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McCormick Comments on Mexico’s Illegal Oil Taps in ASIS International Article

June 20, 2023

ASIS International

Gladys McCormick

Gladys McCormick

Oil thefts in Mexico are nothing new, especially along the 3,000 miles of pipeline that stretch across the country. Such thefts are often facilitated with illicit taps along a line, sometimes crudely inserted and welded into a pipeline by fuel thieves, who are also called huachicoleros. 

“The whole huachicolero phenomenon, it’s been in play for a long time in Mexico,” explains Gladys McCormick, associate professor of history and Jay and Debe Moskowitz Endowed Chair in Mexico-U.S. Relations.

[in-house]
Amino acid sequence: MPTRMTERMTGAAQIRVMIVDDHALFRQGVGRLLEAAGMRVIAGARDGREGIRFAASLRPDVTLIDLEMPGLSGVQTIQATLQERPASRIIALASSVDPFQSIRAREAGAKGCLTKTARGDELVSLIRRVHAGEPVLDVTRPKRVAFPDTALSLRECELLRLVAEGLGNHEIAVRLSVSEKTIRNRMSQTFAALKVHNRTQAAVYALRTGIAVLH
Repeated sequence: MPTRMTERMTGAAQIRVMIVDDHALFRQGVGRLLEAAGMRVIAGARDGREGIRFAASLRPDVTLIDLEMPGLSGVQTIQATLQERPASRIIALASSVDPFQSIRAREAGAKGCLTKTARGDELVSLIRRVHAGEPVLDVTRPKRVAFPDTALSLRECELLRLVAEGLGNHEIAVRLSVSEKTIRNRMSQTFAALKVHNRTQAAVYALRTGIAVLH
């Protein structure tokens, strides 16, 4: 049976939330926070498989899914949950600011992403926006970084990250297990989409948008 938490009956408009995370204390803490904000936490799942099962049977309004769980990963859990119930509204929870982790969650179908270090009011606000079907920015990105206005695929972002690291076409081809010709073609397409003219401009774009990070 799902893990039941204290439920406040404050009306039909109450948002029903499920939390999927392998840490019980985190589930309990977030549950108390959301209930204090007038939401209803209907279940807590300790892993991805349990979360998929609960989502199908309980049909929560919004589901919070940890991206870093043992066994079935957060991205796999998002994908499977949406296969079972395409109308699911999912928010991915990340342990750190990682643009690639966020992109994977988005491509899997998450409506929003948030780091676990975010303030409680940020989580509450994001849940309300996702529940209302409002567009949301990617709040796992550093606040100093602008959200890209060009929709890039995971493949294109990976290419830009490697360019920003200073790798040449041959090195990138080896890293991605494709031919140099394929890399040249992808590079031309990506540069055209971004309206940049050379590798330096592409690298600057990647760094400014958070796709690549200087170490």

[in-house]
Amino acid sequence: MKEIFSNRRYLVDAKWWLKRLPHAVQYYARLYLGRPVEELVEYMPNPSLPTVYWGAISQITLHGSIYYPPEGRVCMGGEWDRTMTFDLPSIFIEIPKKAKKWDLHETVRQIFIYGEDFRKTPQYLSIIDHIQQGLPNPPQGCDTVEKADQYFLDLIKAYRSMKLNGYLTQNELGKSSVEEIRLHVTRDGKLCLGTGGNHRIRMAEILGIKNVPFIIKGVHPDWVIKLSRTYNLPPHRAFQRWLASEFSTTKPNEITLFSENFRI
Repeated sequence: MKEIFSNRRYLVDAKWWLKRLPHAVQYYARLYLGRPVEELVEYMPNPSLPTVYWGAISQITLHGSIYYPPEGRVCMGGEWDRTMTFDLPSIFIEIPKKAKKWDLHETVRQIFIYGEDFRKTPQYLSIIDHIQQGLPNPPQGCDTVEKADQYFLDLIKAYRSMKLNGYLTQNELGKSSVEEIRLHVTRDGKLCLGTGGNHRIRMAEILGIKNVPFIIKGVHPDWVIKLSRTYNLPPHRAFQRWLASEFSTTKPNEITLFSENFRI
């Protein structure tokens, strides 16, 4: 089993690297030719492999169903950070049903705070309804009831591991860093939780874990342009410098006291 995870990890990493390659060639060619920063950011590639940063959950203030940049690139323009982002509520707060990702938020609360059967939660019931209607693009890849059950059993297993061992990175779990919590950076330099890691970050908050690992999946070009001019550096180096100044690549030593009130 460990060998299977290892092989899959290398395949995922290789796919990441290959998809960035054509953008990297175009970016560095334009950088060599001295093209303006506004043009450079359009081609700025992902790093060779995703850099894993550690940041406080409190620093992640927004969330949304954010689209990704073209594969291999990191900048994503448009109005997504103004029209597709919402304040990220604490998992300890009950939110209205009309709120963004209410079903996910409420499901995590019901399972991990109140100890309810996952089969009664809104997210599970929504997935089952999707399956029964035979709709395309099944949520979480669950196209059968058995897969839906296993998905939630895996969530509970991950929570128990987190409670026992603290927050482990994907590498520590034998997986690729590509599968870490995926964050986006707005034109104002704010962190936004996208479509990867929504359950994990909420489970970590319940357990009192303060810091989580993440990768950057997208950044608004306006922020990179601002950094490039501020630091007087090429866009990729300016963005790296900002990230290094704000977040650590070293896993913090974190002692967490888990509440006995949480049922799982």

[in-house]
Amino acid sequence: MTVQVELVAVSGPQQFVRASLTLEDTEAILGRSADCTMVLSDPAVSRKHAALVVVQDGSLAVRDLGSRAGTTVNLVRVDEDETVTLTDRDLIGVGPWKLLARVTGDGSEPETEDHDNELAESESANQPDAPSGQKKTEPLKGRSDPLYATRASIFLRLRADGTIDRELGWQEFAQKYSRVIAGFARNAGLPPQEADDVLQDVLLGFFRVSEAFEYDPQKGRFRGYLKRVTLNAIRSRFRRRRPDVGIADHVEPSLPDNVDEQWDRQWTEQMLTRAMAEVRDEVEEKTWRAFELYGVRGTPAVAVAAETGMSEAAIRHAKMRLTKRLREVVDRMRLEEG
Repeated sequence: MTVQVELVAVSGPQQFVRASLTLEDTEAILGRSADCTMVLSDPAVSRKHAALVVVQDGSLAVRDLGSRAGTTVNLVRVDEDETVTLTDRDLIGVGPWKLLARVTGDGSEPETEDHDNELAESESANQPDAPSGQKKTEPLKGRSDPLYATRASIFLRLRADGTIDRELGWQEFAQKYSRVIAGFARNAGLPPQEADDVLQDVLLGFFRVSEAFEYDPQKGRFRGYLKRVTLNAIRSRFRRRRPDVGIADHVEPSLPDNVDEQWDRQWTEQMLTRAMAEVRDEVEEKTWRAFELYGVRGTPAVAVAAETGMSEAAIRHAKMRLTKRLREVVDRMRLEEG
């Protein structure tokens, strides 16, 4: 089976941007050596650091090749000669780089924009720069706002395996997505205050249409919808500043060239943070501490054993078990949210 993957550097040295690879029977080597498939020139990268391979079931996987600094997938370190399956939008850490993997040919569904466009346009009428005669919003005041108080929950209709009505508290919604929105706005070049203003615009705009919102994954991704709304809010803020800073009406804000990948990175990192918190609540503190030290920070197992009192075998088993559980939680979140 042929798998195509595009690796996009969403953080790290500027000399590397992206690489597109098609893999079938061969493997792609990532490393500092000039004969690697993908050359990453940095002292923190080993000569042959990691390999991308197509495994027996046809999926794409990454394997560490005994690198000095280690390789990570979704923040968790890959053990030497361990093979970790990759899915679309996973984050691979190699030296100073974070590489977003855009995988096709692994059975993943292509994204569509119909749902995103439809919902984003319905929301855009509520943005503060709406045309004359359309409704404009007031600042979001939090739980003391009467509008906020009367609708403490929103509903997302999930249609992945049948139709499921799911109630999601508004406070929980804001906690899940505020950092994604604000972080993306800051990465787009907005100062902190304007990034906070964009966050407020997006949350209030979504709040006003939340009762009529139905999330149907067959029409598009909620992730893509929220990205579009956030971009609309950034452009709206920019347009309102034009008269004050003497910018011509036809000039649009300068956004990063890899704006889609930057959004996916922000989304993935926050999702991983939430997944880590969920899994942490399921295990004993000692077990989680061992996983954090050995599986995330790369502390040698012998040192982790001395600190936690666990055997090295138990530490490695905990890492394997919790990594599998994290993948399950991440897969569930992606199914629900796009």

However, what was once a relatively local and contained crime is now another prevalent revenue source for organized crime groups in Mexico.

In the last 15 years, this kind of theft became much more organized and sophisticated as organized criminal networks have increasingly initiated fuel thefts, says McCormick. With the ability to leverage massive funds and paramilitaries, criminal cartels can acquire information about pipeline paths, valves and other infrastructure, she says.

Read more in the ASIS International article, “Seeking Revenue, Cartels Turn on the Fuel Tap.”

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